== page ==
The IT industry is shaped by security standards and best practices that like the cyber attacks that continue to make headlines, are constantly evolving. Security frameworks and standards can help businesses minimize the risk of data breaches, ransomware and other cyber threats. The two most commonly applied security frameworks are administered by Center for Internet Security (CIS) and the National Institute of Standards and Technology (NIST.) In this blog post, we’ll explain the CIS Critical Security Controls (CIS Controls) and why it’s important that businesses abide by them to keep both their clients and organizations secure.
What does CIS stand for in security?
CIS stands for the Center for Internet Security, a United States-based nonprofit that focuses on improving private and public cybersecurity. Founded in 2000, they developed the CIS Controls (now on version 8) based on collaboration among global cybersecurity experts from a range of professional backgrounds and industries. The CIS framework helps businesses ensure compliance with cybersecurity standards and provides a roadmap to a proactive cybersecurity program.
What are the CIS Controls?
The CIS Controls contain a set of 18 cybersecurity actions and best practices ranging from data protection to email and web browser protection to penetration testing; all of which promote strong cyber hygiene. These are prescriptive and all recommendations are called Controls. To review the full list, visit the CIS website: https://www.cisecurity.org/controls.
CIS Controls are broken up into Implementation Groups (IGs) which help organizations prioritize the Controls based on their resources and risk profile. There are three IGs based on the latest version:
- Implementation Group 1: Aimed at small businesses, this group is focused on basic cyber hygiene where the data sensitivity requirements are very low. It is a set of cyber defense Safeguards that every enterprise should apply to guard against the most common attacks.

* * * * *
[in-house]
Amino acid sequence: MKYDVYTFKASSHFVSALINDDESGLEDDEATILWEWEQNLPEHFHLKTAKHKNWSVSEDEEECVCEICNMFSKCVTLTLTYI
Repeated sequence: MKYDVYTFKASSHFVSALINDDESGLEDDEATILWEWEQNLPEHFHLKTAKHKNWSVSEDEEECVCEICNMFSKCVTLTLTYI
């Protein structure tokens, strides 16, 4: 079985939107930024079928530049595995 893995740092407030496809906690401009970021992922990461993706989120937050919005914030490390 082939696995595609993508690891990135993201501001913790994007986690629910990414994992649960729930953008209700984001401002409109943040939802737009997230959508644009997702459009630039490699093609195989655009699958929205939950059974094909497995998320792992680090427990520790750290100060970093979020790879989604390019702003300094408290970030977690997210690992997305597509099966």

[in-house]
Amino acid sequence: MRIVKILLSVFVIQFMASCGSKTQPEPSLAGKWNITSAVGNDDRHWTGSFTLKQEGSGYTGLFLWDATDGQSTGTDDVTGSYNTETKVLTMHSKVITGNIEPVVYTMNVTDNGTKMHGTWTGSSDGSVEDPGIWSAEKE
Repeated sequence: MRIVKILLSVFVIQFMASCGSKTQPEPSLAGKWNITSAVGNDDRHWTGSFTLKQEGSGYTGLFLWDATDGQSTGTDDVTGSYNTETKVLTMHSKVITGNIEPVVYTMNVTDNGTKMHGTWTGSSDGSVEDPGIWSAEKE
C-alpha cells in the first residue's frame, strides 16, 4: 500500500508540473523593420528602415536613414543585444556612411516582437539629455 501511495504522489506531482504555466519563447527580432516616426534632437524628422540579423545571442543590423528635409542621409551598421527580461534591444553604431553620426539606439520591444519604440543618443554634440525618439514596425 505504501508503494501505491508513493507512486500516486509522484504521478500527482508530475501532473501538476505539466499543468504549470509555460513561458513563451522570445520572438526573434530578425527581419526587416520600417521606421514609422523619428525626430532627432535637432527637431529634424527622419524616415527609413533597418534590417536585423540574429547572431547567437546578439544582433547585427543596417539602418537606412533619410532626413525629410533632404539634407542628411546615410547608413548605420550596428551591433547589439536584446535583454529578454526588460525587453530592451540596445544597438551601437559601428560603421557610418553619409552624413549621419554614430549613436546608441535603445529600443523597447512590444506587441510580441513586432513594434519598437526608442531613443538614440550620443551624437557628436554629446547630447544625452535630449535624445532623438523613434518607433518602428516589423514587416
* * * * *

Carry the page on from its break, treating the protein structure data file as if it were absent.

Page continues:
- Implementation Group 2: Builds upon the Safeguards of group one but contains higher levels of controls for organizations with greater IT complexity, risk and moderate cybersecurity resources.
- Implementation Group 3: Adds more safeguards directed at mature, high-risk organizations with large amounts of sensitive data and often requires cybersecurity experts to implement.
Why use CIS controls for security and compliance?
Using CIS controls for security and compliance gives you a means of demonstrating your cybersecurity practices and strategies to your clients and business partners. While there is no silver bullet for security, implementing the CIS controls will help reduce the chance of a compromise. But security is never a “set and forget” task; it is an ongoing task that requires organizational commitment.
We sometimes hear from our clients, “Oh we don’t need that level of security – we’re too small for anyone to care to hack in to our systems.” Well that’s simply not true. –Wayne Chow | Nucleus, Director of Cybersecurity
Nucleus can review your security and help you prepare your IT infrastructure, policies, and systems for systems for CIS Controls compliance and auditing while improving your overall security posturing. We can also just have a conversation to help you understand how CIS Controls and implementation groups would benefit your business. Contact us to schedule a meeting with one of our cybersecurity consultants.